Ernie Vandeweghe

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Ernie Vandeweghe
No. 9, 18
Guard / Small forward
Personal information
Born (1928-09-12)September 12, 1928
Montreal, Quebec
Died November 8, 2014(2014-11-08) (aged 86)
Newport Beach, California
Listed height 6 ft 3 in (1.91 m)
Listed weight 195 lb (88 kg)
Career information
High school Oceanside (Oceanside, New York)
College Colgate (1945–1949)
NBA draft 1949 / Round: 3
Selected by the New York Knicks
Pro career 1949–1956
Career history
19491956 New York Knicks
Career highlights and awards
Career statistics
Points 2,135 (9.5 ppg)
Rebounds 834 (4.6 rpg)
Assists 548 (2.4 apg)
Stats at Basketball-Reference.com

Ernest Maurice "Ernie" Vandeweghe Jr. (September 12, 1928 – November 8, 2014) was an United States Air Force veteran and professional basketball player. He was best known for playing for the New York Knicks of the NBA and for the athletic successes of his family. He and his wife Colleen Kay Hutchins (Miss America for 1952)[1] were the parents of former NBA All-Star (and former New Jersey Nets coach) Kiki Vandeweghe and grandfather of tennis professional Coco Vandeweghe.

In his youth, Vandeweghe played football, basketball and baseball for Oceanside High School on Long Island where he was also a member of the Omega Gamma Delta Fraternity. A 6'3" guard, Vandeweghe played collegiately for the Colgate University Raiders, where he was an All-American. He was drafted by the Knicks in the 1949 BAA Draft, and played in the NBA for six seasons.[citation needed]

After retiring from the NBA in 1956, Vandeweghe served as a physician for the Air Force; while stationed overseas in Germany. Besides Kiki, he had three other children who were world-class athletes: daughter Tauna won a U.S. national swimming championship in the backstroke (and competed in the 1976 Summer Olympics), son Bruk medalled in beach volleyball in the 1994 Goodwill Games, and daughter Heather was captain of the U.S. national women's polo team and followed in her father's footsteps through medical school to become a physician.[citation needed]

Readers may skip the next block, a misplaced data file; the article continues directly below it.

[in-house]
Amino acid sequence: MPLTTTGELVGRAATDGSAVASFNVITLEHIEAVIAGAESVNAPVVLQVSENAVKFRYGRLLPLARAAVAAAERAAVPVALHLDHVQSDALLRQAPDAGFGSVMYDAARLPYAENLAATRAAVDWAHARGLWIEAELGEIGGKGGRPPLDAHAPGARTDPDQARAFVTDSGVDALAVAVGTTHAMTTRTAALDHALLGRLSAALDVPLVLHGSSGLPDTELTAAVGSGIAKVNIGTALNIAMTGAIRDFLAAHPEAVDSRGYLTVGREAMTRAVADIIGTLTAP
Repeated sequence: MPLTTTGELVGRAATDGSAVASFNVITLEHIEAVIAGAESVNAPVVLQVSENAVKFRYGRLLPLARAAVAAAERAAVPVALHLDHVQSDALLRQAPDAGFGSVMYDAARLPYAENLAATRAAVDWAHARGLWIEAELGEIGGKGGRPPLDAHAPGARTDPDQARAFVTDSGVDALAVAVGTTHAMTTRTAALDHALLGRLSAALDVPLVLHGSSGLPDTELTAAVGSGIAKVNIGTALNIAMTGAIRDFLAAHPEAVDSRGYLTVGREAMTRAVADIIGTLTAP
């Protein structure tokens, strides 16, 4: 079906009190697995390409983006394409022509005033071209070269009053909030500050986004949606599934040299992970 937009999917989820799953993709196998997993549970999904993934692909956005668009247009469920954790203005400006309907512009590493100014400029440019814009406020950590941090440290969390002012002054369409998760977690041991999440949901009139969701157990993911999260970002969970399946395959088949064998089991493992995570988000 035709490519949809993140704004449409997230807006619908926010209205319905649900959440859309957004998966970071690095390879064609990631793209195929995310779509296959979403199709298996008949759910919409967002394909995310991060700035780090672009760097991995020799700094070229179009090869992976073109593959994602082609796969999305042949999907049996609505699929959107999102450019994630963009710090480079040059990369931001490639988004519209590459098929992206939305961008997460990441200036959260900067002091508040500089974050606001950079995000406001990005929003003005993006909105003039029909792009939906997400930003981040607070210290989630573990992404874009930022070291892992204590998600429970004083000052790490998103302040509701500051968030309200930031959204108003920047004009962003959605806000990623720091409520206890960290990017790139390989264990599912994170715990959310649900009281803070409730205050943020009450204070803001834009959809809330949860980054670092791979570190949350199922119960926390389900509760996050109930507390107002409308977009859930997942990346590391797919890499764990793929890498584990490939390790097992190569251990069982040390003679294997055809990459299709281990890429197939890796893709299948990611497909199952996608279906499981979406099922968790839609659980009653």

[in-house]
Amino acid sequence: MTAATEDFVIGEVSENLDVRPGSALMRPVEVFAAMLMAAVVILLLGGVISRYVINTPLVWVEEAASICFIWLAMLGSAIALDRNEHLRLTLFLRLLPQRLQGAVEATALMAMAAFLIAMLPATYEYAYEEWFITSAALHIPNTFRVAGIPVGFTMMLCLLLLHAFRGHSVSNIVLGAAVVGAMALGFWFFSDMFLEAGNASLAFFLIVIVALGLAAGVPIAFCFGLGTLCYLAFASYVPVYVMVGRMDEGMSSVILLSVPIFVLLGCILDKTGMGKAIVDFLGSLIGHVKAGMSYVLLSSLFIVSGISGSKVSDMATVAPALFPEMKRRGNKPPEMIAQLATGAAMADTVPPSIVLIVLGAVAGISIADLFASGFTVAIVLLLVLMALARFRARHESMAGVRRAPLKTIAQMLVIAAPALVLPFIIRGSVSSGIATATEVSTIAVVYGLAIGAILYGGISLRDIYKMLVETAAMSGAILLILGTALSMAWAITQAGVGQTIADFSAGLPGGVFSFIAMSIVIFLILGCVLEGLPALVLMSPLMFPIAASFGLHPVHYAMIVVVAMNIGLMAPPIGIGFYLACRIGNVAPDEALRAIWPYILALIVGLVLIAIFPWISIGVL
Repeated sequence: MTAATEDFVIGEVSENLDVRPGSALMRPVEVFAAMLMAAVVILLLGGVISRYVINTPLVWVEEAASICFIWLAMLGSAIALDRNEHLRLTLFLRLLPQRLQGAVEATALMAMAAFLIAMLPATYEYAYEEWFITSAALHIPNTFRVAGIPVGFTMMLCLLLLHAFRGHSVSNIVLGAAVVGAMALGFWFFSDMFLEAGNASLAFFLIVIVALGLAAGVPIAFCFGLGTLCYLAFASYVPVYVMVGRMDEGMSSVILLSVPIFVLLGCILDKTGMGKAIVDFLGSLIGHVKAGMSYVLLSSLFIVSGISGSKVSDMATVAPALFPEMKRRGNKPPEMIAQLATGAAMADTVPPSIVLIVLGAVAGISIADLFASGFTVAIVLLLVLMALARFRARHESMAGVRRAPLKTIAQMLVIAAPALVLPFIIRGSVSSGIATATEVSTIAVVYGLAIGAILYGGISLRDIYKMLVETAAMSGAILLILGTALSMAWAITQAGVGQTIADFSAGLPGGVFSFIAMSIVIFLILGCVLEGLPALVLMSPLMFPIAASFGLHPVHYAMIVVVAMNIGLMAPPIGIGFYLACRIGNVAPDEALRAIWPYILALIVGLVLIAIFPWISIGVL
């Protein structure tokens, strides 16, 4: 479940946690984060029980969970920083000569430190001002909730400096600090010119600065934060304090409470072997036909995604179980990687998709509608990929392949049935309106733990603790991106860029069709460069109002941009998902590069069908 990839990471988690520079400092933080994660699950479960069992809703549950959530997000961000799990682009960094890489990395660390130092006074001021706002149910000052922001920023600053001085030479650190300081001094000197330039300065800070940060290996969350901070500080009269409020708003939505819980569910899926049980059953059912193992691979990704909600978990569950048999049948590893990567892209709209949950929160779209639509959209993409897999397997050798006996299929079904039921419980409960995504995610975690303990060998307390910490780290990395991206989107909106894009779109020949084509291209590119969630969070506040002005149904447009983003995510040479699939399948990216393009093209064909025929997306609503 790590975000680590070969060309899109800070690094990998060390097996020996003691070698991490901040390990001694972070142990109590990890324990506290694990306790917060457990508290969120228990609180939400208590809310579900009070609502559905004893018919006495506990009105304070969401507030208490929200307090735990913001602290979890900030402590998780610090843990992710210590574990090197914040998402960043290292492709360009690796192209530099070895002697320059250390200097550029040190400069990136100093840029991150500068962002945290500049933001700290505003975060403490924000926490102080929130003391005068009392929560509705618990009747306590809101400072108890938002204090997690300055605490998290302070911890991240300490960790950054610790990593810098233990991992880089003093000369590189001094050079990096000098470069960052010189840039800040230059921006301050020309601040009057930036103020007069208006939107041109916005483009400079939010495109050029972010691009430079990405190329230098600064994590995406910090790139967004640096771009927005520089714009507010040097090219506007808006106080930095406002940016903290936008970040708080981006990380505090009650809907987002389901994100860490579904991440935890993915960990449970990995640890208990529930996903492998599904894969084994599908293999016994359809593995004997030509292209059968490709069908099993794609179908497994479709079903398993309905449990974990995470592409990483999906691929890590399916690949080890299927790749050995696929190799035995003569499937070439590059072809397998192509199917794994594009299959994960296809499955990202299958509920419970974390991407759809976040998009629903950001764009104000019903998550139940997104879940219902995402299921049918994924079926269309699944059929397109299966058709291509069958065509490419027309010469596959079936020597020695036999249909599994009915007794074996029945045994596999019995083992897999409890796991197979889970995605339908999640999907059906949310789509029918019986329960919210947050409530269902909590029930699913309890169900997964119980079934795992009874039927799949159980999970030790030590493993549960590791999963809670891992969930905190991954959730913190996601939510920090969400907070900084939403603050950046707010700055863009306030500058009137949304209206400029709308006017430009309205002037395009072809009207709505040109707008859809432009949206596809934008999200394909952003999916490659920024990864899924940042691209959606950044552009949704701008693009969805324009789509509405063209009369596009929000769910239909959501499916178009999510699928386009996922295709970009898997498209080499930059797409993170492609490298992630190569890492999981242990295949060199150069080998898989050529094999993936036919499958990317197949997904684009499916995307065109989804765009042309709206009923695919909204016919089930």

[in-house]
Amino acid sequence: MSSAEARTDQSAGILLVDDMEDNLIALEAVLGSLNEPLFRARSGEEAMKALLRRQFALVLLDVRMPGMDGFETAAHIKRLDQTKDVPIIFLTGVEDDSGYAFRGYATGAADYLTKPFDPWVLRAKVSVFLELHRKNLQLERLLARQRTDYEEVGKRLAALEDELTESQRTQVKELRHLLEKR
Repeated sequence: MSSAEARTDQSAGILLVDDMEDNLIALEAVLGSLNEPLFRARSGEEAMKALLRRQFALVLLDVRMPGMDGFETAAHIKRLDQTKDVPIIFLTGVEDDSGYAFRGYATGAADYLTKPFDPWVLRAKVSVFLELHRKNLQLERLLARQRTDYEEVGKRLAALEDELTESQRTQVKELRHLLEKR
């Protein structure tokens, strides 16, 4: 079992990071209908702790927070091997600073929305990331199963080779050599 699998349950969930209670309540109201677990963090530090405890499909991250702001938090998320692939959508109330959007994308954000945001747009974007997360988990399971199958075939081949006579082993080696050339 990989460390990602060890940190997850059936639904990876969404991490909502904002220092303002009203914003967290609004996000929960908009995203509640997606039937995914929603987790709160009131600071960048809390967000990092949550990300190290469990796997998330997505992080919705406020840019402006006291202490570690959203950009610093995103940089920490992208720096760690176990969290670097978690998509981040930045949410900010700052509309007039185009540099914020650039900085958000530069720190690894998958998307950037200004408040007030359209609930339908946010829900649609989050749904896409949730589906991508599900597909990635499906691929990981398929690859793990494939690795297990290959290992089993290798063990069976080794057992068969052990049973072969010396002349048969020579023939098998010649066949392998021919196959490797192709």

Vandeweghe served as chairman of the President's Council on Physical Fitness and Sports, and served on the Olympic Sports Commission under President Gerald Ford, where he assisted with development of two key pieces of sports legislation – Title IX and the 1976 Amateur Athletic Act. He has also been a senior vice president with Focus Partners LLC, a New-York-based financial services firm, and a consultant with the United States Golf and Fitness Association. He occasionally provided commentary for several sports publications. He died at the age of 86 on November 8, 2014.[2]

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